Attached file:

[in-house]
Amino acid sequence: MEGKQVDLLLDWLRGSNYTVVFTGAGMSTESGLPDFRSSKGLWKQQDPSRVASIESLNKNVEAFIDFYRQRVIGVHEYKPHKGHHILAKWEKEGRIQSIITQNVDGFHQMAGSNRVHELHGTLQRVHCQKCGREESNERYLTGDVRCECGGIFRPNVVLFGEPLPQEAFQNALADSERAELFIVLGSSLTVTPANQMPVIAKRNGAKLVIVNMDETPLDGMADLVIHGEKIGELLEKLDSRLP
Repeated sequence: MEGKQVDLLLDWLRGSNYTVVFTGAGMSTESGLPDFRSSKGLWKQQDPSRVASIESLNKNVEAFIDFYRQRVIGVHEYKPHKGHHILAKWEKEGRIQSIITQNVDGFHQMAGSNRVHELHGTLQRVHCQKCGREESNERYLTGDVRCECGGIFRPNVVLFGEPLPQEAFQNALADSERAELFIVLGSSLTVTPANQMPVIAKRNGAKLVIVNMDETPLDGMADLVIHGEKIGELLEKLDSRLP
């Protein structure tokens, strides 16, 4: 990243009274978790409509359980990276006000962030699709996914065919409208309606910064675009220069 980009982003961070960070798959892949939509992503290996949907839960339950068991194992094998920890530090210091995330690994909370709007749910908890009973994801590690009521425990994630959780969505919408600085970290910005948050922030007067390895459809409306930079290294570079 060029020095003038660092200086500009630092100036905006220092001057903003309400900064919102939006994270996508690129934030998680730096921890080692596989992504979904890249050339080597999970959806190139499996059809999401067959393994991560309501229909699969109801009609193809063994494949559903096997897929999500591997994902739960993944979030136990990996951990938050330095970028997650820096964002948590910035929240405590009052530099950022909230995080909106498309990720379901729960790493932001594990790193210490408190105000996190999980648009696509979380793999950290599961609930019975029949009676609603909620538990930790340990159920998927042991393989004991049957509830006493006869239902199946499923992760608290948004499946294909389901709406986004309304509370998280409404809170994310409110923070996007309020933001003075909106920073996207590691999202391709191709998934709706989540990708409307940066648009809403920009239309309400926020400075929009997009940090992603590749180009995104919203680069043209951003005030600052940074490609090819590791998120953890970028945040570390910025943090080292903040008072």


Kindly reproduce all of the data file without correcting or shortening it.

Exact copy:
[in-house]
Amino acid sequence: MEGKQVDLLLDWLRGSNYTVVFTGAGMSTESGLPDFRSSKGLWKQQDPSRVASIESLNKNVEAFIDFYRQRVIGVHEYKPHKGHHILAKWEKEGRIQSIITQNVDGFHQMAGSNRVHELHGTLQRVHCQKCGREESNERYLTGDVRCECGGIFRPNVVLFGEPLPQEAFQNALADSERAELFIVLGSSLTVTPANQMPVIAKRNGAKLVIVNMDETPLDGMADLVIHGEKIGELLEKLDSRLP
Repeated sequence: MEGKQVDLLLDWLRGSNYTVVFTGAGMSTESGLPDFRSSKGLWKQQDPSRVASIESLNKNVEAFIDFYRQRVIGVHEYKPHKGHHILAKWEKEGRIQSIITQNVDGFHQMAGSNRVHELHGTLQRVHCQKCGREESNERYLTGDVRCECGGIFRPNVVLFGEPLPQEAFQNALADSERAELFIVLGSSLTVTPANQMPVIAKRNGAKLVIVNMDETPLDGMADLVIHGEKIGELLEKLDSRLP
């Protein structure tokens, strides 16, 4: 990243009274978790409509359980990276006000962030699709996914065919409208309606910064675009220069 980009982003961070960070798959892949939509992503290996949907839960339950068991194992094998920890530090210091995330690994909370709007749910908890009973994801590690009521425990994630959780969505919408600085970290910005948050922030007067390895459809409306930079290294570079 060029020095003038660092200086500009630092100036905006220092001057903003309400900064919102939006994270996508690129934030998680730096921890080692596989992504979904890249050339080597999970959806190139499996059809999401067959393994991560309501229909699969109801009609193809063994494949559903096997897929999500591997994902739960993944979030136990990996951990938050330095970028997650820096964002948590910035929240405590009052530099950022909230995080909106498309990720379901729960790493932001594990790193210490408190105000996190999980648009696509979380793999950290599961609930019975029949009676609603909620538990930790340990159920998927042991393989004991049957509830006493006869239902199946499923992760608290948004499946294909389901709406986004309304509370998280409404809170994310409110923070996007309020933001003075909106920073996207590691999202391709191709998934709706989540990708409307940066648009809403920009239309309400926020400075929009997009940090992603590749180009995104919203680069043209951003005030600052940074490609090819590791998120953890970028945040570390910025943090080292903040008072």